Miss USA Winner Stirs Controversy With Answers on Health Care, Feminism

Miss D.C. said health care is a "privilege" and prefers the term "equalism" to "feminism."

Miss District of Columbia USA Kara McCullough reacts after she was crowned the new Miss USA during the Miss USA contest Sunday, May 14, 2017, in Las Vegas.

By Liberty McArtor Published on May 15, 2017

Kára McCullough was crowned Miss USA Sunday night. But before being pronounced winner, Miss District of Columbia sparked a social media controversy with two of her answers during the Q&A round.

Host Julianne Hough asked McCullough, 25, about health care. 

“Do you think affordable health care for all U.S. citizens is a right or a privilege and why?” 

“I’m definitely going to say it’s a privilege,” the scientist responded. McCullough works at the U.S. Nuclear Regulatory Commission. She continued:

As a government employee, I am granted health care. And I see firsthand that for one, to have health care you need to have jobs, so therefore we need to continue to cultivate this environment that we’re given the opportunities to have health care as well as jobs for all the American citizens worldwide.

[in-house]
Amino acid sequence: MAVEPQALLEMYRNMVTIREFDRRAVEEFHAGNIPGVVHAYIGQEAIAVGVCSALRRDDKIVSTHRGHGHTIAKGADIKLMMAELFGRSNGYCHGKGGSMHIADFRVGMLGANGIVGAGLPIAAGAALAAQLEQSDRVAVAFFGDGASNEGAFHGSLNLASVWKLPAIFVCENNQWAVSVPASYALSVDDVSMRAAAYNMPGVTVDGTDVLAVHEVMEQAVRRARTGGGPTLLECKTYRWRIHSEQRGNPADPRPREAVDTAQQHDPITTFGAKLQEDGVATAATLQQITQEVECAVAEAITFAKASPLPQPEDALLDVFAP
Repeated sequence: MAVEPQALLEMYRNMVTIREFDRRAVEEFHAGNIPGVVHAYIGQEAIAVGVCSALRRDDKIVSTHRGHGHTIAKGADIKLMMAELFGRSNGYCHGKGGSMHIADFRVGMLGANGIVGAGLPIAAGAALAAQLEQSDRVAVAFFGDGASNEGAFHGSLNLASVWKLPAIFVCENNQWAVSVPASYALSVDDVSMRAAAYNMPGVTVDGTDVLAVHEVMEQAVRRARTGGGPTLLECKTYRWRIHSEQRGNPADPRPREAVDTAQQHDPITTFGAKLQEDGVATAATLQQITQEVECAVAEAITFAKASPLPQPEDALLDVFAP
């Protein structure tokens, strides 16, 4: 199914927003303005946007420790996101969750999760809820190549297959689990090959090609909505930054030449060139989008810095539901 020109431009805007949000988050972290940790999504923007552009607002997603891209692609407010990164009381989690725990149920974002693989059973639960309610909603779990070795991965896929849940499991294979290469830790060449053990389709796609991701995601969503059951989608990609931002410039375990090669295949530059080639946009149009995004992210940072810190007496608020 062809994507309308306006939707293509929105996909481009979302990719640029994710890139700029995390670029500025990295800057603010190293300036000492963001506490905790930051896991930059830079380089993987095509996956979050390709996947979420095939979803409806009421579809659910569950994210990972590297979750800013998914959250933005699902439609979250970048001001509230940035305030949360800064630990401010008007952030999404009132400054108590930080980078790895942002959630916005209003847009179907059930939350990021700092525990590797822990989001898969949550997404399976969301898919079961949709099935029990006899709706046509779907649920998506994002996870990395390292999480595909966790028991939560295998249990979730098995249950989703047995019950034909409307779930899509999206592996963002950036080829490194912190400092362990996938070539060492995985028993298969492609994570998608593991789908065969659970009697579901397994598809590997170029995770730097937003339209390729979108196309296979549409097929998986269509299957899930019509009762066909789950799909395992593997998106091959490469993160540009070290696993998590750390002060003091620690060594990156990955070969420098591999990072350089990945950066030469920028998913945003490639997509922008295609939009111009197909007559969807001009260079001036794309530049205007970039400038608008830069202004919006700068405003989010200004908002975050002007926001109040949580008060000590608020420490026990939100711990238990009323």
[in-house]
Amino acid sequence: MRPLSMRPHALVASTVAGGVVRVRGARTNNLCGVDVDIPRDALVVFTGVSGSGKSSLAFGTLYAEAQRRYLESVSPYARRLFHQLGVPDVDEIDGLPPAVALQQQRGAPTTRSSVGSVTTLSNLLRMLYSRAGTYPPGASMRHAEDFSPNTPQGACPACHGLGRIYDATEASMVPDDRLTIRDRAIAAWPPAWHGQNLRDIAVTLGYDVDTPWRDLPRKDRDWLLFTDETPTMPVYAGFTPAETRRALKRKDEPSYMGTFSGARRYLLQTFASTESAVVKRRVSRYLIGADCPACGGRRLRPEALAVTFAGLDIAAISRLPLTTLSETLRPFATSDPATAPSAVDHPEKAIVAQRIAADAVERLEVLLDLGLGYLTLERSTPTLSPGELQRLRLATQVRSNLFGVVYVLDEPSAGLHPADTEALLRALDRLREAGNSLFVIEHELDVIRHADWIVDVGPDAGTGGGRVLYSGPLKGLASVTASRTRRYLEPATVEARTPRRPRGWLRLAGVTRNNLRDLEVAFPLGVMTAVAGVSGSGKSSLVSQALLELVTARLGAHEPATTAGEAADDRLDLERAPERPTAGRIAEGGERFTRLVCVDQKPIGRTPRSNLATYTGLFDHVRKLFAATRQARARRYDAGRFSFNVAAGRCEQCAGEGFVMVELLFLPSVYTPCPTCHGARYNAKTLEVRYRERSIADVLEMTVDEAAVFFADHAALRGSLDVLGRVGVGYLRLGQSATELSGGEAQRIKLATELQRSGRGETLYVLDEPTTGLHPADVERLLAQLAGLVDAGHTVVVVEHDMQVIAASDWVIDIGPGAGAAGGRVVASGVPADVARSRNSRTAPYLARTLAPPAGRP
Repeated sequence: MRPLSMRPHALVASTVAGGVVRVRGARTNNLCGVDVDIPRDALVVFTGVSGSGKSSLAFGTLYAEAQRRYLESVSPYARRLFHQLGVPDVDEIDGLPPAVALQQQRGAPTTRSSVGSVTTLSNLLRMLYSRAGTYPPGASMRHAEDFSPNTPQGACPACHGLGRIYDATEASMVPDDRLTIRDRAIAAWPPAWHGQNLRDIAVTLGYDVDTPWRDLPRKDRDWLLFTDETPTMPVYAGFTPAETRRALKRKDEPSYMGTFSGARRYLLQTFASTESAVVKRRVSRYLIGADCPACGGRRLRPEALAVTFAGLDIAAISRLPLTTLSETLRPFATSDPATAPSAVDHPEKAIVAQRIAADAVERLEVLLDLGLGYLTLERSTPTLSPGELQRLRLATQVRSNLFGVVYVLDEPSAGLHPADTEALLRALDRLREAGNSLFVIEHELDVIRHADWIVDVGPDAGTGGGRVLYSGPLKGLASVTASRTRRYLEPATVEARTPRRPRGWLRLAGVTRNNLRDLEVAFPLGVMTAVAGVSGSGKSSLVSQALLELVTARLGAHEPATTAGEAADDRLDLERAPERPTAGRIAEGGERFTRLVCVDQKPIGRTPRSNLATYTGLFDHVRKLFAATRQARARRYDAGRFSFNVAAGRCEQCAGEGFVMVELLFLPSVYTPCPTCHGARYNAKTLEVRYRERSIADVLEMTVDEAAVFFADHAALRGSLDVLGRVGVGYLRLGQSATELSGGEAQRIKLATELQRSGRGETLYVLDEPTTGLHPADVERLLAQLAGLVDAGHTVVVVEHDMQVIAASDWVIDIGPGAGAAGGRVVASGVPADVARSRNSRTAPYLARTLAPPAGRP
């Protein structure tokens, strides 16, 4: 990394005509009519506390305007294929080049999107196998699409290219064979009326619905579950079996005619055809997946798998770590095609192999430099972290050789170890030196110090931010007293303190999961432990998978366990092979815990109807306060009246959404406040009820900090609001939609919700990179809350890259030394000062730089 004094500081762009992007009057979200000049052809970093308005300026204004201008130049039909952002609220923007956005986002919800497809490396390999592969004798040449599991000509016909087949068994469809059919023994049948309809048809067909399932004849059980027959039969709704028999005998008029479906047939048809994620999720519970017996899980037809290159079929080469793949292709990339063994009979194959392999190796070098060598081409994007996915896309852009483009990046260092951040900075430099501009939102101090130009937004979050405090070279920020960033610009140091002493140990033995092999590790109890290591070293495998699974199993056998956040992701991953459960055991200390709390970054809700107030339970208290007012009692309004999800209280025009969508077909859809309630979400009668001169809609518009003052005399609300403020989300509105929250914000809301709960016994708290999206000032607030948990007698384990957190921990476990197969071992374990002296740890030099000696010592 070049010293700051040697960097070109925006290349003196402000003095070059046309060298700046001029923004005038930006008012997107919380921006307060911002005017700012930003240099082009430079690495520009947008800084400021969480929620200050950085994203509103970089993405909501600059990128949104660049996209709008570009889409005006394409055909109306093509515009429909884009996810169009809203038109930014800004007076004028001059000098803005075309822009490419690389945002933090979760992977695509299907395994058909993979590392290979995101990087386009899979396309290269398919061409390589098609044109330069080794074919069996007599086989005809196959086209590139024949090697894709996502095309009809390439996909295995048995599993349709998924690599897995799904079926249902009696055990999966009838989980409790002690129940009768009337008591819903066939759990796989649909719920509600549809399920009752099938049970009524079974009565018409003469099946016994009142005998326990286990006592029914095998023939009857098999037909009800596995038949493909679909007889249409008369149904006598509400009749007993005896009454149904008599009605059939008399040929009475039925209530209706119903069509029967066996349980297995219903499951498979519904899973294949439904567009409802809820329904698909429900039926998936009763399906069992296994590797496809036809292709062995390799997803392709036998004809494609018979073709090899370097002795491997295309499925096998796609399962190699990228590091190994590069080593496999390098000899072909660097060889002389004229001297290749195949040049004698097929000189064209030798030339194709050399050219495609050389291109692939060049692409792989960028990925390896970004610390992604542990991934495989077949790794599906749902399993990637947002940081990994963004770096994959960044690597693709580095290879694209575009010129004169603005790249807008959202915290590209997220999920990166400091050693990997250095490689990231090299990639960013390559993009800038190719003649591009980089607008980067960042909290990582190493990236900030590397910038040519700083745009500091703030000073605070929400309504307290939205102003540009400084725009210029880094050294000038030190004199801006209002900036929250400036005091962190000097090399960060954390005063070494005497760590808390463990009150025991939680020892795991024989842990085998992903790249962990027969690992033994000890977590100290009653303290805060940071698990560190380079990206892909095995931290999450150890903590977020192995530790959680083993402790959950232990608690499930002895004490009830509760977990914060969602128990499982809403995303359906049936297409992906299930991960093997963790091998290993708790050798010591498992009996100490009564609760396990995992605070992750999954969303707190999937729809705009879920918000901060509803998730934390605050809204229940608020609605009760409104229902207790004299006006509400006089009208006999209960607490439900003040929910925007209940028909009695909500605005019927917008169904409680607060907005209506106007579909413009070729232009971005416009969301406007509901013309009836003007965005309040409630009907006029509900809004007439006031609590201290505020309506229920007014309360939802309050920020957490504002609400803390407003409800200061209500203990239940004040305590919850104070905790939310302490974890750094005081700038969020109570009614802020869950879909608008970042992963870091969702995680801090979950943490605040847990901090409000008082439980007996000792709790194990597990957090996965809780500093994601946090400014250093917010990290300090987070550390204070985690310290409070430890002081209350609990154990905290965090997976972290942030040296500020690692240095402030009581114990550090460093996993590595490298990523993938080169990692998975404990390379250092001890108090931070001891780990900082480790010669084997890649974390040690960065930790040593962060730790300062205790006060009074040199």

McCullough’s response drew cheers from the audience, but criticism on Twitter. 



The Washington Post noted another of McCullough’s answers that drew ire. Host Terrence Jenkins asked McCullough, “What do you consider feminism to be, and do you consider yourself a feminist?”

McCullough said she preferred to “transpose the word feminism to equalism.” She added that she believes men and women are equal “when it comes to opportunity in the workplace.” 

McCullough said she has witnessed the “impact” of leadership from women in offices and in medical science.

“As Miss USA, I would hope to promote that kind of leadership responsibility globally to so many women worldwide.”

Disappointment quickly followed on Twitter.

Other Twitter users praised McCullough for her responses to both questions.


The Post reported that McCullough helps teach children in her community about science.

“My plan is to inspire and encourage so many children and women in the science, technology, engineering and mathematics fields,” she said. The Post also noted that producers called her “one of the most intelligent contestants in recent memory.”

McCullough was preceded in her Miss USA title by Deshauna Barber, a U.S. Army Reserve captain. McCullough is the second consecutive representative from Washington, D.C. to win the pageant. Miss USA 2017 first runner-up was Miss New Jersey Chhavi Verg.

Watch McCullough’s full responses to the health care and feminism questions below.

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